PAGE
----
As I was preparing to leave and considering those elements I appreciated in East Javanese culture… the warmness, hospitality, the focus on working together and supporting one another… this way of identifying ourselves outside of what we do for a living did not occur to me as something I might want to hold onto.

Now it’s in my thoughts after having answered this question frequently upon returning and not having a set title (aside from my former one.)

What if we took this cultural idiosyncrasy and applied it here? What if we broke the U.S. norm derived from a time when “what you do” from 9 to 5, more or less was the same for the duration of your career and perhaps rightfully so displayed something telling about you?

We are finding new ways to identify ourselves outside of that. It’s in the clever quips in the bio sections of personal websites and social media, and it’s perpetuated through the curated images we portray of our lives online. It shows there’s more to us than a title on a business card. Yet why face-to-face does the question “What do you do?” remain one of the first we ask?

Before putting all this thought into it, I noticed a little while back I had started to ask new people I met at social gatherings, “What’s your story?” It’s candid, a good opener to get someone to talk about something. Sometimes it’s a little unclear. We all have multiple stories after all. If the person needed further prompts, I’d provide: “Who are you? What are you interested in? How’d you get here tonight? Tell me something about yourself!”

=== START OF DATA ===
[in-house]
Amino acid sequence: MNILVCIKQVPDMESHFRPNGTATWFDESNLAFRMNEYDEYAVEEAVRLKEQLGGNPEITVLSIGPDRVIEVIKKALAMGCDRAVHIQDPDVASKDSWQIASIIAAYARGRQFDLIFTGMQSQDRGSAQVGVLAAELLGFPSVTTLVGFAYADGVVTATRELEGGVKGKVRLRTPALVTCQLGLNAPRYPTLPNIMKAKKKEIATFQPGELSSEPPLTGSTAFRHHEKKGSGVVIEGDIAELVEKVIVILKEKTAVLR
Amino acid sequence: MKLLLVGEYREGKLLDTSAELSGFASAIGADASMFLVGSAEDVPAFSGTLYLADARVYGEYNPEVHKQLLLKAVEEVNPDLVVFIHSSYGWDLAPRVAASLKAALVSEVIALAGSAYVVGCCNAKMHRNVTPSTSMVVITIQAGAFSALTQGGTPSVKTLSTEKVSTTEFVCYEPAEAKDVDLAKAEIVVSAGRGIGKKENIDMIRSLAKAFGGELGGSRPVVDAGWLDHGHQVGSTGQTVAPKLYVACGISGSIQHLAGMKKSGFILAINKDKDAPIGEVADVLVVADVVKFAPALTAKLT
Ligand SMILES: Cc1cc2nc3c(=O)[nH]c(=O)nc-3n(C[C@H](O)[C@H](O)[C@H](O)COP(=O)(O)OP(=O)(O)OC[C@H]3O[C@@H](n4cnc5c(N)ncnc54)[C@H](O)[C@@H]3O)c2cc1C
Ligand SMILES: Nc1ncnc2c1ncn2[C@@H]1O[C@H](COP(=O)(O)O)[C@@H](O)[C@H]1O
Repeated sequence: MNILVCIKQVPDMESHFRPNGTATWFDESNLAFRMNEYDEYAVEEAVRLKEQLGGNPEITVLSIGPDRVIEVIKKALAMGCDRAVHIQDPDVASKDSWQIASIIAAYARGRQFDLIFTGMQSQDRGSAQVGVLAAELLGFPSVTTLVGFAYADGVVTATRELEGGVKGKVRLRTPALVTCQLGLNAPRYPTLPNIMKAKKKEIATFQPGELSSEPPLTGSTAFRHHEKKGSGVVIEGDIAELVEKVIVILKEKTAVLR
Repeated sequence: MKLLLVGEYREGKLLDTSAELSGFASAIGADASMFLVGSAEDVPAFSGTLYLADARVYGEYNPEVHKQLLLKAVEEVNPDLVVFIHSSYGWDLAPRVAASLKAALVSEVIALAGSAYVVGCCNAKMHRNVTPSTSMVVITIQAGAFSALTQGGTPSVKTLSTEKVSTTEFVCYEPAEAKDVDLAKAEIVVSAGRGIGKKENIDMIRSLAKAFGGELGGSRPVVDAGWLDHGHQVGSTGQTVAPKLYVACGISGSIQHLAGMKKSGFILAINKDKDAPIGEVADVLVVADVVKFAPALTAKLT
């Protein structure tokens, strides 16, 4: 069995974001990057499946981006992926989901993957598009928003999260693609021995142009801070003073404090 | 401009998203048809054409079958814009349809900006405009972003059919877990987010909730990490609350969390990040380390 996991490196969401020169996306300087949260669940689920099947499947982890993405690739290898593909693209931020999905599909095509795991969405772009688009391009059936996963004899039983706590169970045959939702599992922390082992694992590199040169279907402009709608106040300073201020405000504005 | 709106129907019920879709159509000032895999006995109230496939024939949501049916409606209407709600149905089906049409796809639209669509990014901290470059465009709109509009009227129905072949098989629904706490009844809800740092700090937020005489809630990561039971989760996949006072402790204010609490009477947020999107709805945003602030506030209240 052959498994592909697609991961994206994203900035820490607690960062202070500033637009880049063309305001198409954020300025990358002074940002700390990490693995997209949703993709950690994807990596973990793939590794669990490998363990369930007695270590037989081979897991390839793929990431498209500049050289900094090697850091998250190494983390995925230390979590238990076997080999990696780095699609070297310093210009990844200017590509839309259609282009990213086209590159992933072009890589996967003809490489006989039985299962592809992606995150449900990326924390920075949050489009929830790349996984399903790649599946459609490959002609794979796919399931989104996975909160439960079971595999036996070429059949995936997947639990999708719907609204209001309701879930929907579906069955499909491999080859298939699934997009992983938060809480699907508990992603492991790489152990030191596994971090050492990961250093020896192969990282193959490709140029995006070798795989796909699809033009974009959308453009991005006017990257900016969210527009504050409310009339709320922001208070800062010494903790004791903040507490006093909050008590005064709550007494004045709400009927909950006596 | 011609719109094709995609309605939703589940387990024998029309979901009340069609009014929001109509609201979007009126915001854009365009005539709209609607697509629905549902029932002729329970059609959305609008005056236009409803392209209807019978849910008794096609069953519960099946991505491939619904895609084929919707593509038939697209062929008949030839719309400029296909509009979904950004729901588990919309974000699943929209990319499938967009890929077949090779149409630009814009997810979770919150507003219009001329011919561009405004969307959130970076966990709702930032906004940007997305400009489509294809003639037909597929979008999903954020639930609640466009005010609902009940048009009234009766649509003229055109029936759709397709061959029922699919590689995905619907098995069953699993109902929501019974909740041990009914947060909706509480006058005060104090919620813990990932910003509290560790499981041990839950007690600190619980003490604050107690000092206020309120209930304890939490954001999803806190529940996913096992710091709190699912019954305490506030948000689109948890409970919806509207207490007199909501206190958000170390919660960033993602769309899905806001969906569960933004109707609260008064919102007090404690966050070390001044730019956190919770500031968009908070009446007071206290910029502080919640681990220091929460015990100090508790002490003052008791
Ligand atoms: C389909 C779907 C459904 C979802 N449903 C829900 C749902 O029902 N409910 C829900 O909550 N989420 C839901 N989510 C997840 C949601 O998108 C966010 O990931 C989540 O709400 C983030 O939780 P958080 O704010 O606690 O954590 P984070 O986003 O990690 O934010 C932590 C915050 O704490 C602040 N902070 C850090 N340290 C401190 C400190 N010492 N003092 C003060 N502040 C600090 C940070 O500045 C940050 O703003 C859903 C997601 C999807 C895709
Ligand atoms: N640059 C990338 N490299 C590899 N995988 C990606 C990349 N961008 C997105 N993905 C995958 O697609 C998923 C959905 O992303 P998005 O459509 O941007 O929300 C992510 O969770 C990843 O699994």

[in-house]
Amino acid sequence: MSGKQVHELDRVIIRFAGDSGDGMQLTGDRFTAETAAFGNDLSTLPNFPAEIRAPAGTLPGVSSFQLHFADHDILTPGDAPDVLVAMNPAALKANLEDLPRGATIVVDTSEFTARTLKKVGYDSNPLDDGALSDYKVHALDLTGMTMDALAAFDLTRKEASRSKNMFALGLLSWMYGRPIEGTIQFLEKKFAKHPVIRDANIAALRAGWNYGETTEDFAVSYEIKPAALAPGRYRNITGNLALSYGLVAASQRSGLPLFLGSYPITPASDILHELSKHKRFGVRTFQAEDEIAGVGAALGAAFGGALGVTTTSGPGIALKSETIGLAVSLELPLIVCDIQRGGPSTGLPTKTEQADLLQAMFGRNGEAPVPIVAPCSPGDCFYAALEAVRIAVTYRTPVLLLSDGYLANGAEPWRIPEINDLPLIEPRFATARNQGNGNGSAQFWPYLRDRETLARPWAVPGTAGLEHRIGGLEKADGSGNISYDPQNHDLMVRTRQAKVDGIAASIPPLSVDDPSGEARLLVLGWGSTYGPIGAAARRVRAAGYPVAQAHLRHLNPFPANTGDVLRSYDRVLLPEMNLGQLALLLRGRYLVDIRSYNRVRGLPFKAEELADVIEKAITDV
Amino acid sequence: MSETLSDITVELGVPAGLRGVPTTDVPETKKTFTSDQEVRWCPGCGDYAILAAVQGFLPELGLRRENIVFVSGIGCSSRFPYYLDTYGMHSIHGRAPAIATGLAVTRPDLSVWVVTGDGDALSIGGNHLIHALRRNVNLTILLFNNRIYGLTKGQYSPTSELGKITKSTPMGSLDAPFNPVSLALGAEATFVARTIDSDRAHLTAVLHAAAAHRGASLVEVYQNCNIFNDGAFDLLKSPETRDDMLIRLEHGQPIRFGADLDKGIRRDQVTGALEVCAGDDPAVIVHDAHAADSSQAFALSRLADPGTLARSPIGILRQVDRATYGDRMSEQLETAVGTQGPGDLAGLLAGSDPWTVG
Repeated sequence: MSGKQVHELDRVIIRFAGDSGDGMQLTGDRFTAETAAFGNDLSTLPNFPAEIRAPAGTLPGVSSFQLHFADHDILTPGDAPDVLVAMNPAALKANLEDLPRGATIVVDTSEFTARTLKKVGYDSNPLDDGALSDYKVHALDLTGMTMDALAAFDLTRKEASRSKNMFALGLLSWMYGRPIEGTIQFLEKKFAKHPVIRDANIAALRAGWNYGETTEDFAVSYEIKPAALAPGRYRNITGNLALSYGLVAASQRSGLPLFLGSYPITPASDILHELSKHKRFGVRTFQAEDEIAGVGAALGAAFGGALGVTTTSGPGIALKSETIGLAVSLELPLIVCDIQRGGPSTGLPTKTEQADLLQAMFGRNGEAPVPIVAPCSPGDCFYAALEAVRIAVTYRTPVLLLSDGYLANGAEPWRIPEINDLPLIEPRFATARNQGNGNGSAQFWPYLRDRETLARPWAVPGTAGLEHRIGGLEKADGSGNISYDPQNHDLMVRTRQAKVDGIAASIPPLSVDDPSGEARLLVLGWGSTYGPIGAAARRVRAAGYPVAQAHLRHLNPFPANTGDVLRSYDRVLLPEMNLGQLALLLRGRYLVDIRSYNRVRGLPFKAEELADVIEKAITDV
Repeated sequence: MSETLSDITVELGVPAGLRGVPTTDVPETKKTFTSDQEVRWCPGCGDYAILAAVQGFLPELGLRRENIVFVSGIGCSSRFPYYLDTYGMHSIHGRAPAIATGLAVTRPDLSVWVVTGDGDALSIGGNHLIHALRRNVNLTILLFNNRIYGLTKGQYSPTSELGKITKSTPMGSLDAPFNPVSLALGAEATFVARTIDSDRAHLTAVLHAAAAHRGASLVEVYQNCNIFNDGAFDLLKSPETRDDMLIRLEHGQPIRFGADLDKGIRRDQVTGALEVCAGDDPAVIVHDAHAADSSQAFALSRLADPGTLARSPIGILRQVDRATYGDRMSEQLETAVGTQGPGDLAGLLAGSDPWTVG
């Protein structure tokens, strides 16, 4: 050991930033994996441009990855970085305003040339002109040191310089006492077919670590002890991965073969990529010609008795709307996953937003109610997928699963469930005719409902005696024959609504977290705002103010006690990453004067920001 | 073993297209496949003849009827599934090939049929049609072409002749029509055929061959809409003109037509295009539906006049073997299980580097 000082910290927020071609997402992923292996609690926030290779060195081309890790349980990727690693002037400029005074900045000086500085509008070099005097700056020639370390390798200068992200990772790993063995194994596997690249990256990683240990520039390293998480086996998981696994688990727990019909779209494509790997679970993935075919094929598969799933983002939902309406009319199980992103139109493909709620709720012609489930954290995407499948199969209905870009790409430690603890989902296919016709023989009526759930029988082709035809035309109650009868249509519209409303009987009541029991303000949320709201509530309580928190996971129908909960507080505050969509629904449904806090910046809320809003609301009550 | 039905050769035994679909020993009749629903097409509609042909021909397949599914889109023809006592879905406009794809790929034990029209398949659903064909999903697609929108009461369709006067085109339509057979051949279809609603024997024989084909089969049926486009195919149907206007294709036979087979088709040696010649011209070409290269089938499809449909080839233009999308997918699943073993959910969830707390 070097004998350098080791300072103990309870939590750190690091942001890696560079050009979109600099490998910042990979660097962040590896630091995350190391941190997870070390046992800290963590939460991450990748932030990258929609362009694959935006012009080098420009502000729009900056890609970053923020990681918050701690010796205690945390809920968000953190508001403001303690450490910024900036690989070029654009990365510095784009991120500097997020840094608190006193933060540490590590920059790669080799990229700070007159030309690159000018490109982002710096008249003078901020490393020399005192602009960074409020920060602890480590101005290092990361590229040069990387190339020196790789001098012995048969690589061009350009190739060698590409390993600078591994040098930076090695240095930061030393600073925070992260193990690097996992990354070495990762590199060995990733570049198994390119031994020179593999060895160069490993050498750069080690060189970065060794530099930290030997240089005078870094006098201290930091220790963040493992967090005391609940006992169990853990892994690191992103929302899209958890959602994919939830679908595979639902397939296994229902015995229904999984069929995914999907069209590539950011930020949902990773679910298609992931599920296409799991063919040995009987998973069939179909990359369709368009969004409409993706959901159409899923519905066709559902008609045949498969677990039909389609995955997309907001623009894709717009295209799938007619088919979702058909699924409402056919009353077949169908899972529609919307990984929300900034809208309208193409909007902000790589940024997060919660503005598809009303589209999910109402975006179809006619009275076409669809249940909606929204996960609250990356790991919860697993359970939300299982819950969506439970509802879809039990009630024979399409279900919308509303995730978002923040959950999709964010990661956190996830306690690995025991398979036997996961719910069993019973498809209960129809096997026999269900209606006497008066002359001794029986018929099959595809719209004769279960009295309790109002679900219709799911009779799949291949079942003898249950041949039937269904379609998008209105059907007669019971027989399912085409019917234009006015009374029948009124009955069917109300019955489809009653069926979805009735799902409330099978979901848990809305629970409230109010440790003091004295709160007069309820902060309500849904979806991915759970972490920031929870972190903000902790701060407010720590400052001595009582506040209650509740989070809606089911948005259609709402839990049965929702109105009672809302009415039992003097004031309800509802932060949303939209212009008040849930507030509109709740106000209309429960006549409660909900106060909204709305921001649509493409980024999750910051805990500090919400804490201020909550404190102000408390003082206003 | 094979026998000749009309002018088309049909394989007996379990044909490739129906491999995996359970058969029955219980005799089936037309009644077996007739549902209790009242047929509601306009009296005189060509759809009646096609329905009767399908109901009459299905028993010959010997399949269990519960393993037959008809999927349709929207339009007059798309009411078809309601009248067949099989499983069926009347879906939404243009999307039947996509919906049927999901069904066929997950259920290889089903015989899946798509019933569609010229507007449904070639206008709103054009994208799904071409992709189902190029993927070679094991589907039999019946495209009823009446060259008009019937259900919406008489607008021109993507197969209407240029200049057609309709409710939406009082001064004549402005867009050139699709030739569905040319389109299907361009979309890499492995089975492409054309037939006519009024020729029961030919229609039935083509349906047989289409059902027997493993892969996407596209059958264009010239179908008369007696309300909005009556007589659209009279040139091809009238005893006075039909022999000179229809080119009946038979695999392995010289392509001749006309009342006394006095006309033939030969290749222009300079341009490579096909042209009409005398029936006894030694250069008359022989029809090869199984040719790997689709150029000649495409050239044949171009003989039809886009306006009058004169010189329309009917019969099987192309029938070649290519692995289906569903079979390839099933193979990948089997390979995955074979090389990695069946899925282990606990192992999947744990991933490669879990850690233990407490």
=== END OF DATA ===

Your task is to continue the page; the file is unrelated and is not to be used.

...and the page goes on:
I’d like to think it opens the door for that person to tell me about whatever he or she feels is important about himself or herself. I hadn’t thought too deeply about my choice in asking this, other than noticing that once I threw it out there, I liked it and continued to use it. Now it’s more conscious and an interesting experiment in seeing how people define themselves through how they respond. When meeting someone new I put effort into avoiding the obvious question because I don’t want the obvious answer. Give me something better to go off of.

This podcast got me brewing as I noticed that the millennials featured had great stories that told who they were without a title. They weren’t defined by a typical job but through what they weren’t getting paid to do whether it was volunteering, pursuing unpaid work, or blogging.

Being that I’m in a transition phase, I can take liberties with my story telling. I can stick with the tried and true whole living in Indonesia/Peace Corps/new to New York/exploring my options story or I can dive right in to any one of the other things I’m currently interested in and pursuing. I dance around these questions. That’s probably why I even started using the whole “What’s your story thing?” My story varies from person to person because I don’t have one single thing I’m doing or have been doing that I can default to as I could if I currently possessed a business card with some cool title on it.  In the interim, as it seems a business card with a title is an important thing to have to answer the question “What do you do?” and because people are less interested in your birth order, religion or marital status, I’m considering something in the likeness of Oskar Schell’s business card which plays to not one single story, but to the variety of stories I have to tell.